US20080311296A1 (en) * 2001-09-04 2008-12-18 The Trustees Of Princeton University Device and Method for Organic Vapor Jet Deposition
US20110027481A1 (en) * 2001-09-04 2011-02-03 The Trustees Of Princeton University Device and method for organic vapor jet deposition
US7682660B2 (en) 2001-09-04 2010-03-23 The Trustees Of Princeton University Process and apparatus for organic vapor jet deposition
US20040048000A1 (en) * 2001-09-04 2004-03-11 Max Shtein Device and method for organic vapor jet deposition
US8562741B2 (en) 2003-08-04 2013-10-22 Lg Display Co., Ltd. Evaporation source for evaporating an organic electroluminescent layer
US20050039684A1 (en) * 2003-08-04 2005-02-24 Lg Electronics Inc. Evaporation source for evaporating an organic electroluminescent layer
US20060288939A1 (en) * 2003-08-04 2006-12-28 Kyung-Soo Yi Evaporation source for evaporating an organic electroluminescent layer
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CN100567556C (en) 2005-01-31 2009-12-09 三星移动显示器株式会社 Evaporation source and vapor deposition apparatus having the same
US20060169211A1 (en) * 2005-01-31 2006-08-03 Kim Do G Vapor deposition source and vapor deposition apparatus having the same
US7914621B2 (en) * 2005-01-31 2011-03-29 Samsung Mobile Display Co., Ltd. Vapor deposition source and vapor deposition apparatus having the same
US20120156108A1 (en) * 2006-10-10 2012-06-21 Asm America, Inc. Precursor delivery system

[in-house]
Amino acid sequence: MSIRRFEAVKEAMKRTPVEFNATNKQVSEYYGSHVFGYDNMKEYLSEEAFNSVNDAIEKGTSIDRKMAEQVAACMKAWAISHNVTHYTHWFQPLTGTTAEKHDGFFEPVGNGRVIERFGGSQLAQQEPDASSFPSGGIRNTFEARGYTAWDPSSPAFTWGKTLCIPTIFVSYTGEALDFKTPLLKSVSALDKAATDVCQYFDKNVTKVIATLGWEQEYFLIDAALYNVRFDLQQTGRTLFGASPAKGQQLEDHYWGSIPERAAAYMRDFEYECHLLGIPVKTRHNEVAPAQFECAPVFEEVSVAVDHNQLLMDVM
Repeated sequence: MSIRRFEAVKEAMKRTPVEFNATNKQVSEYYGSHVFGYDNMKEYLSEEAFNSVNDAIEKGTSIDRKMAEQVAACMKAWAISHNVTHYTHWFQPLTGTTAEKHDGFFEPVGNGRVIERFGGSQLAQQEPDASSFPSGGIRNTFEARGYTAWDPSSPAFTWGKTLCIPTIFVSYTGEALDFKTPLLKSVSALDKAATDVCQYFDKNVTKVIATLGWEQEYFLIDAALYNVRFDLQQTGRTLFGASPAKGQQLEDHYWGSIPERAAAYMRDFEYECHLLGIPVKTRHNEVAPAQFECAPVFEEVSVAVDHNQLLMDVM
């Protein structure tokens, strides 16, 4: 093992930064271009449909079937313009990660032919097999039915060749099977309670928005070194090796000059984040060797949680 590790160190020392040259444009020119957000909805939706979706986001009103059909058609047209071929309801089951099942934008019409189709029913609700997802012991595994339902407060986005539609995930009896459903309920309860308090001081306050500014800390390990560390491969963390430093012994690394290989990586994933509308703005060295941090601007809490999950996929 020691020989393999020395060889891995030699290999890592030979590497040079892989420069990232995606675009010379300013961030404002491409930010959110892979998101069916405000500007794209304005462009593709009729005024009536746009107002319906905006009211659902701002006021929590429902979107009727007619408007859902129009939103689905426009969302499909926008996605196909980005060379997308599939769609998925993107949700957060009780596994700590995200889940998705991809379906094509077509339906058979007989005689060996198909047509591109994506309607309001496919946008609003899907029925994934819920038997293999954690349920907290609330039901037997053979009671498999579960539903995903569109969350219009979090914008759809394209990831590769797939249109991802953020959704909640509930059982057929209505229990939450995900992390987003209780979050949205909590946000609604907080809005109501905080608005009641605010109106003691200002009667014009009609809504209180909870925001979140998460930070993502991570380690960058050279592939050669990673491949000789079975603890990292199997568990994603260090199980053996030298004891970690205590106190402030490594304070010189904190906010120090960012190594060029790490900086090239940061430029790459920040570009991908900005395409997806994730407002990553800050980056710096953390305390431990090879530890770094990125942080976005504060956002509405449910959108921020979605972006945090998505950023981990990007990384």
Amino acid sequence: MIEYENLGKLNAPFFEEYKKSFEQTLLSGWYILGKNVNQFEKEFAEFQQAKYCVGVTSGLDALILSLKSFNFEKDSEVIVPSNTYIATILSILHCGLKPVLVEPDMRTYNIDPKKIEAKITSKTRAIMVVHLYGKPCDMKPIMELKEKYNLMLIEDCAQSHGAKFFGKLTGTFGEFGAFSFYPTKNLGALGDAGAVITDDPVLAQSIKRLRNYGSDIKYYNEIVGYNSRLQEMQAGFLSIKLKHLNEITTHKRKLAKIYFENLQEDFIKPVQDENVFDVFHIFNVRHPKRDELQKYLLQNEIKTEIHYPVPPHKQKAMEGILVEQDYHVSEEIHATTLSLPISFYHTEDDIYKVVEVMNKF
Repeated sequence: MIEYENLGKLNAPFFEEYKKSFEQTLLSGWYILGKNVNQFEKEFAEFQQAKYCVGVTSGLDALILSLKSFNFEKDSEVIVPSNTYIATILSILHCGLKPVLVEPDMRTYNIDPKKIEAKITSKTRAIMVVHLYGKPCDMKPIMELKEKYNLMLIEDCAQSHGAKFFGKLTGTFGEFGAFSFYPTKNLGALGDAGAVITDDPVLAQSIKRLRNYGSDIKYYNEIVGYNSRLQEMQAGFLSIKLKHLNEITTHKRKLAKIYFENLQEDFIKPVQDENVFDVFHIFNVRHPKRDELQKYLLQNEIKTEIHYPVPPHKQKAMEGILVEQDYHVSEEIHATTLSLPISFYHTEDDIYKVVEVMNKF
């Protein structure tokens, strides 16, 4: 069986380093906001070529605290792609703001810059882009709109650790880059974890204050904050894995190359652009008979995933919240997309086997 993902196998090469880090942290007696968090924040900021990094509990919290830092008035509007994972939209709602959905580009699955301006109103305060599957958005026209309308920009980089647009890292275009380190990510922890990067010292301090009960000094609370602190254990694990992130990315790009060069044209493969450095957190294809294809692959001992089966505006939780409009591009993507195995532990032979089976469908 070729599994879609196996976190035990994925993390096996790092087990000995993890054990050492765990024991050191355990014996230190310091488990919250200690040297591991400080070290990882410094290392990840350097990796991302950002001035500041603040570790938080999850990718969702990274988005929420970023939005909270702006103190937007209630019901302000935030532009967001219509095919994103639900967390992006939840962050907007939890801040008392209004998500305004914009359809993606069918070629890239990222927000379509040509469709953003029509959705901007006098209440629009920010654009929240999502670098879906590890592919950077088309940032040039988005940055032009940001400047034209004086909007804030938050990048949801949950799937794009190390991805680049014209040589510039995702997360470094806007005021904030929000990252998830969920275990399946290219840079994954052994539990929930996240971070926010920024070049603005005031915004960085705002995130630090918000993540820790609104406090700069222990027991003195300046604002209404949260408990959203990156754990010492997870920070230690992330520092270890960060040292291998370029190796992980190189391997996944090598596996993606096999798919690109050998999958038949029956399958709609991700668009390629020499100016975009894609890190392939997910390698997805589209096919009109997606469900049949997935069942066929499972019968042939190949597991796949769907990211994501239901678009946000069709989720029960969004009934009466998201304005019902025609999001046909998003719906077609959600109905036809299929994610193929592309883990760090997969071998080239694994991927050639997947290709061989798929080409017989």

US9593416B2 (en) * 2006-10-10 2017-03-14 Asm America, Inc. Precursor delivery system
EP2373825A1 (en) * 2008-12-18 2011-10-12 Veeco Instruments Inc. Linear deposition source
US20100285218A1 (en) * 2008-12-18 2010-11-11 Veeco Instruments Inc. Linear Deposition Source
US20100282167A1 (en) * 2008-12-18 2010-11-11 Veeco Instruments Inc. Linear Deposition Source
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US20100159132A1 (en) * 2008-12-18 2010-06-24 Veeco Instruments, Inc. Linear Deposition Source
US20110059259A1 (en) * 2009-09-08 2011-03-10 Universal Display Corporation Method and System for High-Throughput Deposition of Patterned Organic Thin Films
US8801856B2 (en) 2009-09-08 2014-08-12 Universal Display Corporation Method and system for high-throughput deposition of patterned organic thin films
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US20130216708A1 (en) * 2012-02-20 2013-08-22 Samsung Electronics Co., Ltd. Precursor evaporators and methods of forming layers using the same
US20160230271A1 (en) * 2014-05-14 2016-08-11 Shenzhen China Star Optoelectronics Technology Co. Ltd. Heating vessel for preventing leakage of high temperature metal material and manufacture method thereof

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US6982005B2 (en) 2006-01-03 grant
US6562405B2 (en) 2003-05-13 grant
US20030209202A1 (en) 2003-11-13 application
WO2003025245A1 (en) 2003-03-27 application